ric Hoffer, the late “longshoreman philosopher,” said that “every great cause begins as a movement, becomes a business, and eventually degenerates into a racket.”
Most of the defenders of censorship by Big Tech have claimed that most of the removed postings have violated “the science” surrounding the COVID-19 pandemic. This ignored the fact that many of the offending posts have been by highly credentialed scientists and medical specialists from some of the most prestigious institutions in the world, including Stanford, Yale, Harvard, and Oxford.
But what explains Twitter’s censorship of Jason Whitlock, an African-American sports commentator formerly of ESPN?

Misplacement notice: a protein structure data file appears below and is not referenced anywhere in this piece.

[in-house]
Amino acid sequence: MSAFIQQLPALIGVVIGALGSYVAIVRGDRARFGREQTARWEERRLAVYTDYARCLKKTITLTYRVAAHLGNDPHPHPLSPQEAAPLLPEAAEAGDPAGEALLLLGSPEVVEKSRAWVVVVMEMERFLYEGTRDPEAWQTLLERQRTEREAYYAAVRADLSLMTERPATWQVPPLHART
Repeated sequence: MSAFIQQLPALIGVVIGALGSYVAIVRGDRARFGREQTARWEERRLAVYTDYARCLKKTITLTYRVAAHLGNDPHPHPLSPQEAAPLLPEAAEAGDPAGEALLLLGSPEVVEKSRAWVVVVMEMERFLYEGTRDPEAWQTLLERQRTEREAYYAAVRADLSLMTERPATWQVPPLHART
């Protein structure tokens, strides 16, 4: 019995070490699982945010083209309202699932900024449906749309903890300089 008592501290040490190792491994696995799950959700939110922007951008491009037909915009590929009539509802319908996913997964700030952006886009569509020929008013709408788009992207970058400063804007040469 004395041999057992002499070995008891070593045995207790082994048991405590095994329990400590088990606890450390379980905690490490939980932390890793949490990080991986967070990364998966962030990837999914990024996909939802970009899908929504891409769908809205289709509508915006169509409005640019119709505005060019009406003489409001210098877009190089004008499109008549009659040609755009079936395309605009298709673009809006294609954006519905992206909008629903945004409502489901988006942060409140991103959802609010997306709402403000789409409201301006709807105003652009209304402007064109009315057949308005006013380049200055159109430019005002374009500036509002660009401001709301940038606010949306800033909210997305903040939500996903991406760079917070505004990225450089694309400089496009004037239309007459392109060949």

Whitlock’s crime is that he posted a link to a real estate blog showing that Patrisse Khan-Cullors, a Black Lives Matter co-founder, was buying a $1.4 million home in a secluded Los Angeles neighborhood where only 1.4 percent of residents are black.
Whitlock had some fun zinging the self-described “trained Marxist” ideologue for her hypocrisy: “She had a lot of options on where to live. She chose one of the whitest places in California. She’ll have her pick of white cops and white people to complain about. That’s a choice, bro.”